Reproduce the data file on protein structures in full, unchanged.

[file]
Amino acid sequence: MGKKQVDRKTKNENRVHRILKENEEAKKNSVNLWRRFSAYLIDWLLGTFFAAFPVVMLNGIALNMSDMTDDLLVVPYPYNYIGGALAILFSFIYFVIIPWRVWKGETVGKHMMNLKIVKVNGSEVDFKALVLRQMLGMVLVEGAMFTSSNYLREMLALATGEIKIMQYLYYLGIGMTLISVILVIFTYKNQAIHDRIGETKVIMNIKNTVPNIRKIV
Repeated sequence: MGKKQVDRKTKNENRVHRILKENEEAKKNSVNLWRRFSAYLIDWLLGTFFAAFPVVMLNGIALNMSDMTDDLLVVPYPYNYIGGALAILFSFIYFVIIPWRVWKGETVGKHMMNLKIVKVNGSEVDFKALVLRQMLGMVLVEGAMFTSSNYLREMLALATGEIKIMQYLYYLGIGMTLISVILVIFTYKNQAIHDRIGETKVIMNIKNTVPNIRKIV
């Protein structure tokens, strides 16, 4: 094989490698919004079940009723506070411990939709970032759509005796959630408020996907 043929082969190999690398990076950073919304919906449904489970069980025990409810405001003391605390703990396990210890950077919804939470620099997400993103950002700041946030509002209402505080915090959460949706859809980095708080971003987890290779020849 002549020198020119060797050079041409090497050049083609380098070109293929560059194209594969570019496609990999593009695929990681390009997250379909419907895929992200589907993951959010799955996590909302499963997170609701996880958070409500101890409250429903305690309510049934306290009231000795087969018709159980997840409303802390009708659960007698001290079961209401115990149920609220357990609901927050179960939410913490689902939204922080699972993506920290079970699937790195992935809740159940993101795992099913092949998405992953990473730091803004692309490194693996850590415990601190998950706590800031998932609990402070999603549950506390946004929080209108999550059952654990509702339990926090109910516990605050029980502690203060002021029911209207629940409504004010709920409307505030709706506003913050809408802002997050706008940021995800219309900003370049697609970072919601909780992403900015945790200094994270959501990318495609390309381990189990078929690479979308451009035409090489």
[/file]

Amino acid sequence: MGKKQVDRKTKNENRVHRILKENEEAKKNSVNLWRRFSAYLIDWLLGTFFAAFPVVMLNGIALNMSDMTDDLLVVPYPYNYIGGALAILFSFIYFVIIPWRVWKGETVGKHMMNLKIVKVNGSEVDFKALVLRQMLGMVLVEGAMFTSSNYLREMLALATGEIKIMQYLYYLGIGMTLISVILVIFTYKNQAIHDRIGETKVIMNIKNTVPNIRKIV
Repeated sequence: MGKKQVDRKTKNENRVHRILKENEEAKKNSVNLWRRFSAYLIDWLLGTFFAAFPVVMLNGIALNMSDMTDDLLVVPYPYNYIGGALAILFSFIYFVIIPWRVWKGETVGKHMMNLKIVKVNGSEVDFKALVLRQMLGMVLVEGAMFTSSNYLREMLALATGEIKIMQYLYYLGIGMTLISVILVIFTYKNQAIHDRIGETKVIMNIKNTVPNIRKIV
């Protein structure tokens, strides 16, 4: 094989490698919004079940009723506070411990939709970032759509005796959630408020996907 043929082969190999690398990076950073919304919906449904489970069980025990409810405001003391605390703990396990210890950077919804939470620099997400993103950002700041946030509002209402505080915090959460949706859809980095708080971003987890290779020849 002549020198020119060797050079041409090497050049083609380098070109293929560059194209594969570019496609990999593009695929990681390009997250379909419907895929992200589907993951959010799955996590909302499963997170609701996880958070409500101890409250429903305690309510049934306290009231000795087969018709159980997840409303802390009708659960007698001290079961209401115990149920609220357990609901927050179960939410913490689902939204922080699972993506920290079970699937790195992935809740159940993101795992099913092949998405992953990473730091803004692309490194693996850590415990601190998950706590800031998932609990402070999603549950506390946004929080209108999550059952654990509702339990926090109910516990605050029980502690203060002021029911209207629940409504004010709920409307505030709706506003913050809408802002997050706008940021995800219309900003370049697609970072919601909780992403900015945790200094994270959501990318495609390309381990189990078929690479979308451009035409090489």